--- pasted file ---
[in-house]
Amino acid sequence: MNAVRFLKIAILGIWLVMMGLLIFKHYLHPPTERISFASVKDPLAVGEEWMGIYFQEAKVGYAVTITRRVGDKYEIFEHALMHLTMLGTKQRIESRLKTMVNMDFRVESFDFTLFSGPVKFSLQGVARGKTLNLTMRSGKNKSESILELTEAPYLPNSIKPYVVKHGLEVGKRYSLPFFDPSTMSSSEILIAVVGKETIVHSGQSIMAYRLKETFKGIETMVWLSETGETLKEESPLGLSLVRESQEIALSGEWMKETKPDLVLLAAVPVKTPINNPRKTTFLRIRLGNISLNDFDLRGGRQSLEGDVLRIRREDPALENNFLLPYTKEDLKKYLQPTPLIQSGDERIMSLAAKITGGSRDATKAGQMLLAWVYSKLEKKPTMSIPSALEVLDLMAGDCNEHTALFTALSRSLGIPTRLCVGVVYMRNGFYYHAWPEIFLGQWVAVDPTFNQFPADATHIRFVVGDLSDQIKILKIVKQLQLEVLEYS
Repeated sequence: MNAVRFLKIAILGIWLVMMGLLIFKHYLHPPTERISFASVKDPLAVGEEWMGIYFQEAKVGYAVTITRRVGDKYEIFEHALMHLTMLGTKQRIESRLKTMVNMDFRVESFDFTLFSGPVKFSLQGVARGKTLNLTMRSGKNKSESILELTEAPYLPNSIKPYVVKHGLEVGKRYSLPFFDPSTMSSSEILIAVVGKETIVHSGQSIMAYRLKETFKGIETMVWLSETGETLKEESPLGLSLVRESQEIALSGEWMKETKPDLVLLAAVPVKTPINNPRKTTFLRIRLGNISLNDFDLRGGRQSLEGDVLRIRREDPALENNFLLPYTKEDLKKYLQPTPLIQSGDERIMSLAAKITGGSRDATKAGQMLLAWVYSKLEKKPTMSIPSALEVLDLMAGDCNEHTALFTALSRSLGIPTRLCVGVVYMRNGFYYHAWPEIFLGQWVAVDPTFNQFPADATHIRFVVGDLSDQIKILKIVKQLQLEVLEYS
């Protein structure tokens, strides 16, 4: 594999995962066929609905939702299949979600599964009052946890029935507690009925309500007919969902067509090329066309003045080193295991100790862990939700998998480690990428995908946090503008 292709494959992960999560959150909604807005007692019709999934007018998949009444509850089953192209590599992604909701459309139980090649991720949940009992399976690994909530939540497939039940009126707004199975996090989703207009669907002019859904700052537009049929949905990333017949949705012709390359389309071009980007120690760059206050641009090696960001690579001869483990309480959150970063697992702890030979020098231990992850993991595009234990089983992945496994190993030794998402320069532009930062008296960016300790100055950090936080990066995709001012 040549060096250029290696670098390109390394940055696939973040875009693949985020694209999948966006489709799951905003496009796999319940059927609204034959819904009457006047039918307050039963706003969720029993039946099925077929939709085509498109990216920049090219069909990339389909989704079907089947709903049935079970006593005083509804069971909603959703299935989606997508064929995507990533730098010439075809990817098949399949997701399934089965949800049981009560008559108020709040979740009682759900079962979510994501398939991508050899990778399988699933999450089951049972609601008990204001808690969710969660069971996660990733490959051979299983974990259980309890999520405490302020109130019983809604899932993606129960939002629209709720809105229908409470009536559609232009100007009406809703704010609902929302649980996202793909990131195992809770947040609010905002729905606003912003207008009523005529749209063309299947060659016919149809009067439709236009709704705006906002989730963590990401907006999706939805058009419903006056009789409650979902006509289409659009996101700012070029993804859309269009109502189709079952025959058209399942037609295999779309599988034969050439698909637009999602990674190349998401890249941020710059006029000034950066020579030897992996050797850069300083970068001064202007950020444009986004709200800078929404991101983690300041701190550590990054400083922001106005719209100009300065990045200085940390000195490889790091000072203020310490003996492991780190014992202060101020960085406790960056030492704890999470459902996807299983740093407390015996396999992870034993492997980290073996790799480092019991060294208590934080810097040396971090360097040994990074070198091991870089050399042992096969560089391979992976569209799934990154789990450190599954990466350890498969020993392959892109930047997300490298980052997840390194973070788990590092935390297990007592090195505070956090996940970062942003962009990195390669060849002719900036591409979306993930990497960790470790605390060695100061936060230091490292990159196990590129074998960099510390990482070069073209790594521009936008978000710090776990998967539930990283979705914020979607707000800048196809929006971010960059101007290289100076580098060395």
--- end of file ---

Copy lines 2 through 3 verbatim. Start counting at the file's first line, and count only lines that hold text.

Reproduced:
Amino acid sequence: MNAVRFLKIAILGIWLVMMGLLIFKHYLHPPTERISFASVKDPLAVGEEWMGIYFQEAKVGYAVTITRRVGDKYEIFEHALMHLTMLGTKQRIESRLKTMVNMDFRVESFDFTLFSGPVKFSLQGVARGKTLNLTMRSGKNKSESILELTEAPYLPNSIKPYVVKHGLEVGKRYSLPFFDPSTMSSSEILIAVVGKETIVHSGQSIMAYRLKETFKGIETMVWLSETGETLKEESPLGLSLVRESQEIALSGEWMKETKPDLVLLAAVPVKTPINNPRKTTFLRIRLGNISLNDFDLRGGRQSLEGDVLRIRREDPALENNFLLPYTKEDLKKYLQPTPLIQSGDERIMSLAAKITGGSRDATKAGQMLLAWVYSKLEKKPTMSIPSALEVLDLMAGDCNEHTALFTALSRSLGIPTRLCVGVVYMRNGFYYHAWPEIFLGQWVAVDPTFNQFPADATHIRFVVGDLSDQIKILKIVKQLQLEVLEYS
Repeated sequence: MNAVRFLKIAILGIWLVMMGLLIFKHYLHPPTERISFASVKDPLAVGEEWMGIYFQEAKVGYAVTITRRVGDKYEIFEHALMHLTMLGTKQRIESRLKTMVNMDFRVESFDFTLFSGPVKFSLQGVARGKTLNLTMRSGKNKSESILELTEAPYLPNSIKPYVVKHGLEVGKRYSLPFFDPSTMSSSEILIAVVGKETIVHSGQSIMAYRLKETFKGIETMVWLSETGETLKEESPLGLSLVRESQEIALSGEWMKETKPDLVLLAAVPVKTPINNPRKTTFLRIRLGNISLNDFDLRGGRQSLEGDVLRIRREDPALENNFLLPYTKEDLKKYLQPTPLIQSGDERIMSLAAKITGGSRDATKAGQMLLAWVYSKLEKKPTMSIPSALEVLDLMAGDCNEHTALFTALSRSLGIPTRLCVGVVYMRNGFYYHAWPEIFLGQWVAVDPTFNQFPADATHIRFVVGDLSDQIKILKIVKQLQLEVLEYS